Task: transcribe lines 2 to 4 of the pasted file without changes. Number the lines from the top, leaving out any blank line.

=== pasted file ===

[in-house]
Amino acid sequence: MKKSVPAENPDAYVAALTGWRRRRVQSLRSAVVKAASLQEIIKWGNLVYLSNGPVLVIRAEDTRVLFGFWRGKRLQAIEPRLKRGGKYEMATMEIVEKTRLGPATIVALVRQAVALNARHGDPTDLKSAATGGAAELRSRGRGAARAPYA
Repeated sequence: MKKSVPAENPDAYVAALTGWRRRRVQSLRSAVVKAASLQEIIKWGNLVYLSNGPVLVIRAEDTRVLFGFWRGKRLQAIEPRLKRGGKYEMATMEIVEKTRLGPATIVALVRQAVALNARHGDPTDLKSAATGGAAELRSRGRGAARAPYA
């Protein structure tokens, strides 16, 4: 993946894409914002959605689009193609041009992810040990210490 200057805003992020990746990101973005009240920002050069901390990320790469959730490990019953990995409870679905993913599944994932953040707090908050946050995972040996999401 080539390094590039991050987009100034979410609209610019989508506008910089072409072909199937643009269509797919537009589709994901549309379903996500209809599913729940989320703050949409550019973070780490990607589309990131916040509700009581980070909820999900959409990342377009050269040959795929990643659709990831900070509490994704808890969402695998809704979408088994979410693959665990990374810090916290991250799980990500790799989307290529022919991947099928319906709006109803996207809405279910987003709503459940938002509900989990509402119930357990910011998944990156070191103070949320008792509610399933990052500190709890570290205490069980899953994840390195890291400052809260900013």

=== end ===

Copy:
Amino acid sequence: MKKSVPAENPDAYVAALTGWRRRRVQSLRSAVVKAASLQEIIKWGNLVYLSNGPVLVIRAEDTRVLFGFWRGKRLQAIEPRLKRGGKYEMATMEIVEKTRLGPATIVALVRQAVALNARHGDPTDLKSAATGGAAELRSRGRGAARAPYA
Repeated sequence: MKKSVPAENPDAYVAALTGWRRRRVQSLRSAVVKAASLQEIIKWGNLVYLSNGPVLVIRAEDTRVLFGFWRGKRLQAIEPRLKRGGKYEMATMEIVEKTRLGPATIVALVRQAVALNARHGDPTDLKSAATGGAAELRSRGRGAARAPYA
């Protein structure tokens, strides 16, 4: 993946894409914002959605689009193609041009992810040990210490 200057805003992020990746990101973005009240920002050069901390990320790469959730490990019953990995409870679905993913599944994932953040707090908050946050995972040996999401 080539390094590039991050987009100034979410609209610019989508506008910089072409072909199937643009269509797919537009589709994901549309379903996500209809599913729940989320703050949409550019973070780490990607589309990131916040509700009581980070909820999900959409990342377009050269040959795929990643659709990831900070509490994704808890969402695998809704979408088994979410693959665990990374810090916290991250799980990500790799989307290529022919991947099928319906709006109803996207809405279910987003709503459940938002509900989990509402119930357990910011998944990156070191103070949320008792509610399933990052500190709890570290205490069980899953994840390195890291400052809260900013």